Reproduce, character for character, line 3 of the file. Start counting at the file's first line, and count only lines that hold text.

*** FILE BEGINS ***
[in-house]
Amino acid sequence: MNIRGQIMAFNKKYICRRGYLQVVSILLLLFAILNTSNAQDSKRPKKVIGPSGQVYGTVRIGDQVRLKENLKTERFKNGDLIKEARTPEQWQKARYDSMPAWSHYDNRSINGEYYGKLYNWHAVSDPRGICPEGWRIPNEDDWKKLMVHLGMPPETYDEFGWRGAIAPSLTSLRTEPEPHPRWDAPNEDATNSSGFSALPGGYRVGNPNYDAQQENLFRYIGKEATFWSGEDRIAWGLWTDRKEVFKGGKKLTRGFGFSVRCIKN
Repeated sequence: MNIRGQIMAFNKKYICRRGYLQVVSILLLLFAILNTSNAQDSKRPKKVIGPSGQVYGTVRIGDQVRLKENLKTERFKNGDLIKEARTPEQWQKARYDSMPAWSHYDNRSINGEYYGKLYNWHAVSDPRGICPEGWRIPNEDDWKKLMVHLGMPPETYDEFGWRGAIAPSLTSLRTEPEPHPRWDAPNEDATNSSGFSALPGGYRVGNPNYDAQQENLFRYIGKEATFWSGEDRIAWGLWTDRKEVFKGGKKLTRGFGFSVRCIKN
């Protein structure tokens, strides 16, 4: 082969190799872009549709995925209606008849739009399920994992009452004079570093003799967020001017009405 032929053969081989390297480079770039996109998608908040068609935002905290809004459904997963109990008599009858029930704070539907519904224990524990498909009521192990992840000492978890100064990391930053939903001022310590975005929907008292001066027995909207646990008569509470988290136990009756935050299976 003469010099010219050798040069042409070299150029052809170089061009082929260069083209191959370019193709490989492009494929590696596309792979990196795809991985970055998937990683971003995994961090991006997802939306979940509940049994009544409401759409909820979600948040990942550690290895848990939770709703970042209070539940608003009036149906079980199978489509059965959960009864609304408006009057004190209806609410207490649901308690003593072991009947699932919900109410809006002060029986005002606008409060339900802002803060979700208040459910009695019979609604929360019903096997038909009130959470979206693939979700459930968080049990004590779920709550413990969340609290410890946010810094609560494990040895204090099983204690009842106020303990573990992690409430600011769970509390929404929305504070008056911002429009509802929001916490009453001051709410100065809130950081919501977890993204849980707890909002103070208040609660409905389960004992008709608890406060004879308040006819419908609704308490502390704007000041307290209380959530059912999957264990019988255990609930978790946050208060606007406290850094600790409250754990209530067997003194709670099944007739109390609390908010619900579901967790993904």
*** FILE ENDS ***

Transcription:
Repeated sequence: MNIRGQIMAFNKKYICRRGYLQVVSILLLLFAILNTSNAQDSKRPKKVIGPSGQVYGTVRIGDQVRLKENLKTERFKNGDLIKEARTPEQWQKARYDSMPAWSHYDNRSINGEYYGKLYNWHAVSDPRGICPEGWRIPNEDDWKKLMVHLGMPPETYDEFGWRGAIAPSLTSLRTEPEPHPRWDAPNEDATNSSGFSALPGGYRVGNPNYDAQQENLFRYIGKEATFWSGEDRIAWGLWTDRKEVFKGGKKLTRGFGFSVRCIKN